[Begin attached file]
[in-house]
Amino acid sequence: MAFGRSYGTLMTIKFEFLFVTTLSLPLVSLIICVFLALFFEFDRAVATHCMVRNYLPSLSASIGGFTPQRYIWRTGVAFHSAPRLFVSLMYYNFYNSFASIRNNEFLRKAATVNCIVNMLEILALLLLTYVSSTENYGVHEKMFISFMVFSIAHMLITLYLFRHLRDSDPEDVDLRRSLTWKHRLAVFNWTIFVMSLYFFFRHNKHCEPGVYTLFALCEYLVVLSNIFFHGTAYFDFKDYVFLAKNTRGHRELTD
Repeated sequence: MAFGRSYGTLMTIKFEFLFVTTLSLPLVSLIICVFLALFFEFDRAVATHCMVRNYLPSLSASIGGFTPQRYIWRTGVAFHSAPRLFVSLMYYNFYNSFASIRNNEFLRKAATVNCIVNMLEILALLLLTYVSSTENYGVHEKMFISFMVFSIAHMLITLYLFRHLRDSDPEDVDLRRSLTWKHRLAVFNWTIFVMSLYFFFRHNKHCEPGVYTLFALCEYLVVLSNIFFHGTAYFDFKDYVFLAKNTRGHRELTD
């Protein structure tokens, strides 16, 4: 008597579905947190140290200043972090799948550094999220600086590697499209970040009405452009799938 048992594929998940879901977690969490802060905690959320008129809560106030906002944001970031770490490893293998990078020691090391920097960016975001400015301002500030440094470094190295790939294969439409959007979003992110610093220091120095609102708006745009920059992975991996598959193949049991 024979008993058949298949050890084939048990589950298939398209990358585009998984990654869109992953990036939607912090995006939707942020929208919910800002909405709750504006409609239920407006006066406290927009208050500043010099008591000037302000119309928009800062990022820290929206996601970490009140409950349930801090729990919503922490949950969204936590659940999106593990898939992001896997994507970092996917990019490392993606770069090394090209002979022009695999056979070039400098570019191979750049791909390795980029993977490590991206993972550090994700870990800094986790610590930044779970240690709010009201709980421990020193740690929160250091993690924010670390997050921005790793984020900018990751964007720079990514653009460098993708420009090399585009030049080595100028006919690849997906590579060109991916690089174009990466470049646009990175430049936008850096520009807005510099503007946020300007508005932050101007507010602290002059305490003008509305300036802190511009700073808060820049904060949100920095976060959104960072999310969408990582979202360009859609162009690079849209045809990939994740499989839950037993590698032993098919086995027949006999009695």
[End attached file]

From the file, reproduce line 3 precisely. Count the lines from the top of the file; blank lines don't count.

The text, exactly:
Repeated sequence: MAFGRSYGTLMTIKFEFLFVTTLSLPLVSLIICVFLALFFEFDRAVATHCMVRNYLPSLSASIGGFTPQRYIWRTGVAFHSAPRLFVSLMYYNFYNSFASIRNNEFLRKAATVNCIVNMLEILALLLLTYVSSTENYGVHEKMFISFMVFSIAHMLITLYLFRHLRDSDPEDVDLRRSLTWKHRLAVFNWTIFVMSLYFFFRHNKHCEPGVYTLFALCEYLVVLSNIFFHGTAYFDFKDYVFLAKNTRGHRELTD